Reading her book was the first time I heard the term “ecological peace.” Her teachings made sense. When I found ecological peace, I found inner peace and it emanated into my interpersonal relationships, my intergroup relations at work and school, my intercultural relations with the natives around me, and even my appreciation for my nation as I began to associate the beauty of the landscapes and wildlife as being part of my American pride. The premise is that if we ignore one dimension of peace, it makes it near impossible to achieve the other dimensions. Learning of these principles in Hawai’i, I looked up from my book and realized that the Hawaiians demonstrate achieving balance within the six dimensions of peace by living with aloha and pono.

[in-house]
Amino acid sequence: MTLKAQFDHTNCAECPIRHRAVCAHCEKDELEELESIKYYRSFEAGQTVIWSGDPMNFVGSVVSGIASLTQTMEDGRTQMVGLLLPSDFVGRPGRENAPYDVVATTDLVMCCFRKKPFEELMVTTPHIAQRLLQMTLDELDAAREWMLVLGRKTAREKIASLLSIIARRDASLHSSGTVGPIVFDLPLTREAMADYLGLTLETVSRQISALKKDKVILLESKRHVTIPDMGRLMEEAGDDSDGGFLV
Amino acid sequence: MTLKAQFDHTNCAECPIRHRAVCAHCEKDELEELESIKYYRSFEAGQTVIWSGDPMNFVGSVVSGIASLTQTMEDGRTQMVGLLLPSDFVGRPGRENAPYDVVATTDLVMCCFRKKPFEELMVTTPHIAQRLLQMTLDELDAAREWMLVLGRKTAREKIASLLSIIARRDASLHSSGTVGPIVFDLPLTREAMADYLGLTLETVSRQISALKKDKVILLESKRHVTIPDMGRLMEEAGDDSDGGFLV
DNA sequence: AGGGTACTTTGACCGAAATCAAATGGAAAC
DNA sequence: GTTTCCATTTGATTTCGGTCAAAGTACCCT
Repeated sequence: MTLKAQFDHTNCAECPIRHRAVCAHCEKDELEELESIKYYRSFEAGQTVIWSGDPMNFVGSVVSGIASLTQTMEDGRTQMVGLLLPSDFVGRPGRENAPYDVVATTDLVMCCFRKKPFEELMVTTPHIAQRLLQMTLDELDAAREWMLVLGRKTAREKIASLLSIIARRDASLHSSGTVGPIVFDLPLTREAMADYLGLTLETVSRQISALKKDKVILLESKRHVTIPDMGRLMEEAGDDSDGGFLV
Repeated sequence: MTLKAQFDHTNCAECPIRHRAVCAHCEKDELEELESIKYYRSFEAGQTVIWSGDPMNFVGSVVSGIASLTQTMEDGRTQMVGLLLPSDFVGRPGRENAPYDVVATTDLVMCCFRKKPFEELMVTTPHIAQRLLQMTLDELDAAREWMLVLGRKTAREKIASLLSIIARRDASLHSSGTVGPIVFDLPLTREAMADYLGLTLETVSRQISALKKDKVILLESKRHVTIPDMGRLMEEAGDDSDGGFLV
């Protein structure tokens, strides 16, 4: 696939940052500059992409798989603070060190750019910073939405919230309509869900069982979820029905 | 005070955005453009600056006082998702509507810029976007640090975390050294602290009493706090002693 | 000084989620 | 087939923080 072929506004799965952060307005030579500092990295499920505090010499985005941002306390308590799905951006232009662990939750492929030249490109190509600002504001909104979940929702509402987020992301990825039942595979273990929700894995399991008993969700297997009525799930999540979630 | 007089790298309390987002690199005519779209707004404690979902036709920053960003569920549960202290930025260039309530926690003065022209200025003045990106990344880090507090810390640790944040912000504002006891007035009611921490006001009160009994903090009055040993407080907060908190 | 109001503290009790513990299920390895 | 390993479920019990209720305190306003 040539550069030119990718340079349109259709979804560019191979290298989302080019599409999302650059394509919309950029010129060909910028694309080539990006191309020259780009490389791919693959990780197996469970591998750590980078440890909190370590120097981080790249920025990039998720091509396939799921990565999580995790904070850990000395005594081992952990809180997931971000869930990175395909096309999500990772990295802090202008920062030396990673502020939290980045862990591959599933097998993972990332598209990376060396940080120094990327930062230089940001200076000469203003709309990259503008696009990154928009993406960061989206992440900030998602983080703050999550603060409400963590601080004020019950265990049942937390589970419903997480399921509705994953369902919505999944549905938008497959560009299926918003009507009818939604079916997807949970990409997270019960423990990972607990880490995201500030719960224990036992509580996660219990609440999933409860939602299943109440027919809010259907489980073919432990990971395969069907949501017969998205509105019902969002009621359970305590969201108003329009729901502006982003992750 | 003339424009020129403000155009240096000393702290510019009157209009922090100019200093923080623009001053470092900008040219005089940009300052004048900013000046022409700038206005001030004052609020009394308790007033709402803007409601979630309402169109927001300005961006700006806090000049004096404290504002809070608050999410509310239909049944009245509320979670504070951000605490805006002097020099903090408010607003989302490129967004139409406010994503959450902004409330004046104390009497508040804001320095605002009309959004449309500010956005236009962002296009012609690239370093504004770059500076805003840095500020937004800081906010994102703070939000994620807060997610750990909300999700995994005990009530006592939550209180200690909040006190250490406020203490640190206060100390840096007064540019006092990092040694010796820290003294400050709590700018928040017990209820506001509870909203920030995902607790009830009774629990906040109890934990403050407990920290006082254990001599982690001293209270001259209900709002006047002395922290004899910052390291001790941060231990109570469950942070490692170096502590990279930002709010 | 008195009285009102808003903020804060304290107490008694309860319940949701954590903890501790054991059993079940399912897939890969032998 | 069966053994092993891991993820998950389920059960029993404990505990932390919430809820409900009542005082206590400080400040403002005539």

In his book, “The Pono Principle,” Robert de Vinck explains that like any Hawaiian word, pono has a multiplicity of meanings, but that pono is found in everything you do, the very way you live your life. In his book, de Vinck interviewed a Hawaiian cultural icon, Kimokeo Kapahulehua. Kapahulehua said, “I don’t think you can see pono, I think you have to live pono. I think it is something we all have, and we all inherit… So, how are we pono? And how are we applying it to the heaven, the ocean, and the land? That’s what you call living pono. Why should we be educated to keep the air clean, the ocean clean, and the land clean? That should be pono. I find pono is a living part of my life.” It is the philosophy of malama honua - take care of the land, and the land will take care of you (de Vinck, “Pono Principle,” 81). A way of being exemplified to me best by the natives of the Republic of Palau who showed me that ecological peace is achieved for them culturally by never littering, eating traditional foods they grew themselves, and never taking more than you need from nature while preserving the rest. For Hawaiians, Paluans, and many other cultures, they tend to live on “island time,” a way of life that is calm, balanced, and not hurried. They are not running in a chaotic wheel of stress because they have pono.